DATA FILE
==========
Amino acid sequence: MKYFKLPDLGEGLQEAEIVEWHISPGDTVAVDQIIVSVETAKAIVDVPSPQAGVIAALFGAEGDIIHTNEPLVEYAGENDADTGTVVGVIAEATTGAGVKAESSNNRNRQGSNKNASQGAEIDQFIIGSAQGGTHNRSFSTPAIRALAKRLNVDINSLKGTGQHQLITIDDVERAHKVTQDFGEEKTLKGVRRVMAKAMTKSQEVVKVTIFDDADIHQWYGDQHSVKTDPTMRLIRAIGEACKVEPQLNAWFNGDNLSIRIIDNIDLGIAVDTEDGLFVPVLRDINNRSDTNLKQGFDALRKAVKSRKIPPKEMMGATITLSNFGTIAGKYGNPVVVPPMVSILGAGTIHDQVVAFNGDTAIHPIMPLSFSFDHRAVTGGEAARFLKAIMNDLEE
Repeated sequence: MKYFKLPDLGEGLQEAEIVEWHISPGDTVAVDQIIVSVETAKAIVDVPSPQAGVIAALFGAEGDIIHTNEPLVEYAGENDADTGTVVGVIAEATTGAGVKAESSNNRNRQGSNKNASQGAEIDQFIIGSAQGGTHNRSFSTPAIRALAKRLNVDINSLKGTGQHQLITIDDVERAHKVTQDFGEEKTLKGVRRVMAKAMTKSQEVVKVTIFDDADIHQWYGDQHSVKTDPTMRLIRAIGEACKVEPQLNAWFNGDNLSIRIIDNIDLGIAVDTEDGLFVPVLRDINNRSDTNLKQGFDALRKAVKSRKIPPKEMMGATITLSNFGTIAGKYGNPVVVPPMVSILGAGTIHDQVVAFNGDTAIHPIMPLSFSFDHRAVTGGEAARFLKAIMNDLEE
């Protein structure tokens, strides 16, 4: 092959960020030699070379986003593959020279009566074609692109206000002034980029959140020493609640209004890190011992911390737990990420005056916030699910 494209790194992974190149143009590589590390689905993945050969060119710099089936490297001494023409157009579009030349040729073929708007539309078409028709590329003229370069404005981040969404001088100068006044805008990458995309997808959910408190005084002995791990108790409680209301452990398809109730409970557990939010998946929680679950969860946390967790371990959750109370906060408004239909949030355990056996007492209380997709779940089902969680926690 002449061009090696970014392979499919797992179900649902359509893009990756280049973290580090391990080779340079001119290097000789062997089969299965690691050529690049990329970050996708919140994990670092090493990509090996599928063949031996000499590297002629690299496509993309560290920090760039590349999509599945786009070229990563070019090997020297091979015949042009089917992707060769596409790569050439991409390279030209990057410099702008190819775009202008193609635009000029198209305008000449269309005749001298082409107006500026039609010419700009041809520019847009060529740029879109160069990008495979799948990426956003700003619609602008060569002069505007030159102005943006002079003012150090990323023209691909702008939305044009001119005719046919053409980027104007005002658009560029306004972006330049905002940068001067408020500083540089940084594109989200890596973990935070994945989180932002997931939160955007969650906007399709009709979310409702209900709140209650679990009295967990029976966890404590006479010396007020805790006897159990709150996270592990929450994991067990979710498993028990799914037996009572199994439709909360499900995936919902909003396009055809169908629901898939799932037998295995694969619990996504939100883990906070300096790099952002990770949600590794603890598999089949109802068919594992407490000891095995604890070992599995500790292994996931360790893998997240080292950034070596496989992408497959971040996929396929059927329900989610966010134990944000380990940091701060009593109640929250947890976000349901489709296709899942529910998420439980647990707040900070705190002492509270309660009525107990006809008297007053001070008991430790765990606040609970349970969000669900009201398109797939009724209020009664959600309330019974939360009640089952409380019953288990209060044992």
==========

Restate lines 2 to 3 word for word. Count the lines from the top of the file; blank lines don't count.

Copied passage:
Repeated sequence: MKYFKLPDLGEGLQEAEIVEWHISPGDTVAVDQIIVSVETAKAIVDVPSPQAGVIAALFGAEGDIIHTNEPLVEYAGENDADTGTVVGVIAEATTGAGVKAESSNNRNRQGSNKNASQGAEIDQFIIGSAQGGTHNRSFSTPAIRALAKRLNVDINSLKGTGQHQLITIDDVERAHKVTQDFGEEKTLKGVRRVMAKAMTKSQEVVKVTIFDDADIHQWYGDQHSVKTDPTMRLIRAIGEACKVEPQLNAWFNGDNLSIRIIDNIDLGIAVDTEDGLFVPVLRDINNRSDTNLKQGFDALRKAVKSRKIPPKEMMGATITLSNFGTIAGKYGNPVVVPPMVSILGAGTIHDQVVAFNGDTAIHPIMPLSFSFDHRAVTGGEAARFLKAIMNDLEE
């Protein structure tokens, strides 16, 4: 092959960020030699070379986003593959020279009566074609692109206000002034980029959140020493609640209004890190011992911390737990990420005056916030699910 494209790194992974190149143009590589590390689905993945050969060119710099089936490297001494023409157009579009030349040729073929708007539309078409028709590329003229370069404005981040969404001088100068006044805008990458995309997808959910408190005084002995791990108790409680209301452990398809109730409970557990939010998946929680679950969860946390967790371990959750109370906060408004239909949030355990056996007492209380997709779940089902969680926690 002449061009090696970014392979499919797992179900649902359509893009990756280049973290580090391990080779340079001119290097000789062997089969299965690691050529690049990329970050996708919140994990670092090493990509090996599928063949031996000499590297002629690299496509993309560290920090760039590349999509599945786009070229990563070019090997020297091979015949042009089917992707060769596409790569050439991409390279030209990057410099702008190819775009202008193609635009000029198209305008000449269309005749001298082409107006500026039609010419700009041809520019847009060529740029879109160069990008495979799948990426956003700003619609602008060569002069505007030159102005943006002079003012150090990323023209691909702008939305044009001119005719046919053409980027104007005002658009560029306004972006330049905002940068001067408020500083540089940084594109989200890596973990935070994945989180932002997931939160955007969650906007399709009709979310409702209900709140209650679990009295967990029976966890404590006479010396007020805790006897159990709150996270592990929450994991067990979710498993028990799914037996009572199994439709909360499900995936919902909003396009055809169908629901898939799932037998295995694969619990996504939100883990906070300096790099952002990770949600590794603890598999089949109802068919594992407490000891095995604890070992599995500790292994996931360790893998997240080292950034070596496989992408497959971040996929396929059927329900989610966010134990944000380990940091701060009593109640929250947890976000349901489709296709899942529910998420439980647990707040900070705190002492509270309660009525107990006809008297007053001070008991430790765990606040609970349970969000669900009201398109797939009724209020009664959600309330019974939360009640089952409380019953288990209060044992």